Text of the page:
Well, the inevitable is finally occurring—we’re going to talk about climate change.  But, not in the context one might expect; you see, we are of the opinion that it is indeed getting a little warmer outside.  Not because it was 60 degrees in January in Kansas City (remember the last two Januaries when everyone thought the Ice Age was coming?) but rather, looking back over the past 40 years or so, it’s just not as cold in the winter and we just don’t have as much snow as we did when we were kids growing up.  Does that mean we believe in the trendy new, man-made carbon dioxide falderal? No, far from it.  Temperature swings are cyclical.  They come and  they go; we distinctly remember in the late ‘60’s and early ‘70’s that we were being warned of a new Ice Age coming before the end of the century.  Did we just miss that cataclysmic event?

We are noting the climate change for one reason:  the USDA has re-drawn the Agricultural and Horticultural Hardiness Zone maps for the United States.  For virtually the entire country, the local zone hardiness has been raised one step to a warmer hardiness region.  For example, the Kansas City area has traditionally (at least for the last 30-40 years) been designated as zone 5.  This means our lower cold limits were -10 to -20 F; our new zone 6 designation means our lower cold limits are 0 to -10F.  For those professionals in the industry, this doesn’t really mean too much—we have learned through experience that many parts of the Kansas City area were zone 6.  But for homeowners and backyard landscapers, the new, official designation might give them the courage to go forth and boldly plant new varieties!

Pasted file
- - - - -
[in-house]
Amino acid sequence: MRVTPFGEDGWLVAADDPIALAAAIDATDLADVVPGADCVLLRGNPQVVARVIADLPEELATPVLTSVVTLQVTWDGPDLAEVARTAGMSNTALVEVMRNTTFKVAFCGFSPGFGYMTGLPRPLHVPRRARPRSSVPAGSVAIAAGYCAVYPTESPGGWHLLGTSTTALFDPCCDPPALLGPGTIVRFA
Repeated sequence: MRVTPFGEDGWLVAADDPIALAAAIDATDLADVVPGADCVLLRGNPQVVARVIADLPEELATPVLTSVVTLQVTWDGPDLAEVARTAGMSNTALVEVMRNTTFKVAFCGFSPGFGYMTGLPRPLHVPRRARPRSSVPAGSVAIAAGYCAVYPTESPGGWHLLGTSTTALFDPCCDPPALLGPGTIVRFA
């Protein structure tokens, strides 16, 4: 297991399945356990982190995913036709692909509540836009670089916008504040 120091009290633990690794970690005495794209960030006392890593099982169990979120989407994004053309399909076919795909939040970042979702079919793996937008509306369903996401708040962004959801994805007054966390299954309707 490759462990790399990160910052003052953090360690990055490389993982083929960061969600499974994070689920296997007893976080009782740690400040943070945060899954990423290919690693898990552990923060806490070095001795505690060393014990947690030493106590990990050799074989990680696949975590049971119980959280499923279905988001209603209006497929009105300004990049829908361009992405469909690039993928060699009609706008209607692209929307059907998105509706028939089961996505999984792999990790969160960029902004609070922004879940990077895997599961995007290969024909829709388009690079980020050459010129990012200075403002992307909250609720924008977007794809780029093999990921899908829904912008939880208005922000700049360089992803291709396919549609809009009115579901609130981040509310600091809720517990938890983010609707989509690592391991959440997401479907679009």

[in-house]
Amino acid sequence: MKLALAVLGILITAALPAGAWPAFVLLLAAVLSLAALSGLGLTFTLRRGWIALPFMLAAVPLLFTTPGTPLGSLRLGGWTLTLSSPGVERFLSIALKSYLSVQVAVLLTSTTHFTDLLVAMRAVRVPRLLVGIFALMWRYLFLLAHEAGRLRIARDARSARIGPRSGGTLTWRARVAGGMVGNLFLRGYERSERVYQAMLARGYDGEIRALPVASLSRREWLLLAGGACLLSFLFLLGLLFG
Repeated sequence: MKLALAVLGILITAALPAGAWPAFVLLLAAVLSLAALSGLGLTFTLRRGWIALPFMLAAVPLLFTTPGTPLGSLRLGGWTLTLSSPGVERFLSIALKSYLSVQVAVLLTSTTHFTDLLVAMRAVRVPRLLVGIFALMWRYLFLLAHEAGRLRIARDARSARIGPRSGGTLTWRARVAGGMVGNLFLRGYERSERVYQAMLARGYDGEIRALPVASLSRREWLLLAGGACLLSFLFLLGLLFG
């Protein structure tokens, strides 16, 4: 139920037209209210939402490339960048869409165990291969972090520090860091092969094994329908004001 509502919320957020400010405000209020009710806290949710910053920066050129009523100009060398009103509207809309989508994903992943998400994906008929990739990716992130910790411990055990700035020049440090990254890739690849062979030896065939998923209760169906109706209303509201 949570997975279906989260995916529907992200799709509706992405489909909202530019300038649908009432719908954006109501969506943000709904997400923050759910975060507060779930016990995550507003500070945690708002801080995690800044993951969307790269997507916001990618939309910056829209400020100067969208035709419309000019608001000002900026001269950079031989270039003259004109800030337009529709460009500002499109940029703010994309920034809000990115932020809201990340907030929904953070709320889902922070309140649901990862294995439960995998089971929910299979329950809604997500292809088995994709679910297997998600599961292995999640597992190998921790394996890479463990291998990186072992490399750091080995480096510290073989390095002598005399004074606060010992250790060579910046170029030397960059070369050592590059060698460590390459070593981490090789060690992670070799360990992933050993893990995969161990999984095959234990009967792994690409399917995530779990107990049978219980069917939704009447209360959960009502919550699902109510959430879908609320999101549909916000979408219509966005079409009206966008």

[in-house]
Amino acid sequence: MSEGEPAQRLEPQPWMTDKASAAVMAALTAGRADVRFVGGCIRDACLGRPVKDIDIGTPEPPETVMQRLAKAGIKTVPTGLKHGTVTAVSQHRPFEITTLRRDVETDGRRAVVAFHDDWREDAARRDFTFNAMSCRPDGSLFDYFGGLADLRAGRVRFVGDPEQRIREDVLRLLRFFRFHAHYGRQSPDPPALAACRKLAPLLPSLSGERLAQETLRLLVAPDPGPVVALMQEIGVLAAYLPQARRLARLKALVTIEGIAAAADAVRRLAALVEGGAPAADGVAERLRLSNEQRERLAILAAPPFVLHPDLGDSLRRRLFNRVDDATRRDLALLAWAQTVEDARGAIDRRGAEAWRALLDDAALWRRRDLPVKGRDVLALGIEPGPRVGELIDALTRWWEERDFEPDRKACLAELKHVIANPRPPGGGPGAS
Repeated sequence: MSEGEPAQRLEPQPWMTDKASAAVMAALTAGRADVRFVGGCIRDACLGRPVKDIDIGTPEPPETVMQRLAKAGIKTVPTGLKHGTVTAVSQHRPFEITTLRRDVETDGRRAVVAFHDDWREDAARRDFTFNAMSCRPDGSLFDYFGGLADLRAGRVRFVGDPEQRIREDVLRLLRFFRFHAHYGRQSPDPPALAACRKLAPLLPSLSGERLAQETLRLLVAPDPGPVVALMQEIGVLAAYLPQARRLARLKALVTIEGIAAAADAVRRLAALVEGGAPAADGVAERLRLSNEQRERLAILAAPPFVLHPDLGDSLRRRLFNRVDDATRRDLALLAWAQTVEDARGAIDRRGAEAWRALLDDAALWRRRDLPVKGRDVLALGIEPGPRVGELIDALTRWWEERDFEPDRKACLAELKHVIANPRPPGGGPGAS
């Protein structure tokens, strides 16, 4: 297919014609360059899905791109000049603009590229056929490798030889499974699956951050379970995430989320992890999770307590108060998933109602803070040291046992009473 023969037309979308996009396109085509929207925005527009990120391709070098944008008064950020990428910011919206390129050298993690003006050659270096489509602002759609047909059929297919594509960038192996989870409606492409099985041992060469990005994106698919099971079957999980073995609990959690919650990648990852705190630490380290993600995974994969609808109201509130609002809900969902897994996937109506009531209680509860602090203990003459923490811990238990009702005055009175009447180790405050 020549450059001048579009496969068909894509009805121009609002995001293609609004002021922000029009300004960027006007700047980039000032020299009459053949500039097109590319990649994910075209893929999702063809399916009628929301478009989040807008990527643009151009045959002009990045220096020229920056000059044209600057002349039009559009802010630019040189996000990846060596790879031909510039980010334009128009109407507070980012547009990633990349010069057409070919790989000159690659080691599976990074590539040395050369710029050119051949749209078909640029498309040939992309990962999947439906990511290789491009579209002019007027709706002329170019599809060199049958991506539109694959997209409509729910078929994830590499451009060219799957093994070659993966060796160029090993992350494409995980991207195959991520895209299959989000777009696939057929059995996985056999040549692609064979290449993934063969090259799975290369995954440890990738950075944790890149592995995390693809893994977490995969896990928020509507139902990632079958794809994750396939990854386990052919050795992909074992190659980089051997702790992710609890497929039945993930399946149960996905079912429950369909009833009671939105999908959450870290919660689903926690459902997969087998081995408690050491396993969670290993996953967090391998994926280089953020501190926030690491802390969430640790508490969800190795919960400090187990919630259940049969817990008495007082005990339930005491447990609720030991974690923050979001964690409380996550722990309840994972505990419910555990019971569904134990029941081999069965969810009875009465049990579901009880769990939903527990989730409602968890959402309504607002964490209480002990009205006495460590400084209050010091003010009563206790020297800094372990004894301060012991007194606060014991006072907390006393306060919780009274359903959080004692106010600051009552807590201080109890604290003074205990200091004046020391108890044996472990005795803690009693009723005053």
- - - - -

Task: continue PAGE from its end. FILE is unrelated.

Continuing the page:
The addition of zone 6 plants adds a tremendous new palette of materials with which to work; hollies, azaleas, and other broadleaf evergreens comprise much of this new group.  In addition, a number of ornamental trees that thrive in zone 6 will be of great interest to local gardeners.  Japanese Snowbell (Styrax japonica) is a typically zone 6 grown tree that does very well in Kansas City, as does the Japanese Stewartia (Stewartia pseudocamellia).  Crape Myrtles are another traditionally southern plant that is making its way into Kansas City gardens—and not just as a woody perennial that needs to be cut back to the ground each year.  Our slightly warmer winters are allowing Crape Myrtles to actually grow into large shrubs or (might I dare venture) small trees!  Though professionals have grown these trees for years in Kansas City, many home gardeners have been timid about trying them—hopefully our new zone 6 designation will encourage many to try these and other adventurous varieties!

Of course all news has to come with a whole group of qualifiers—and this zone 6 news is no exception.  We will state what we tell many of our clients:  Plants can’t read.  They don’t know what zone they are in and if it gets really cold outside—they may not like it!  We would temper our enthusiasm slightly by advising that gardeners don’t go out and buy 50 Encore Azaleas and renovate their entire garden with them.   Try some new varieties and see how they perform before discarding the old standbys, but do venture out into the new zone 6 world!  If you have questions about particular varieties or if you would like some help with cultural suggestions for temperamental plants, contact your professionals at Greenleaf—we’re always glad to help.  Happy Gardening.

Contributing editor:  Don Archer, Don Archer Designs in partnership with Greenleaf Garden Services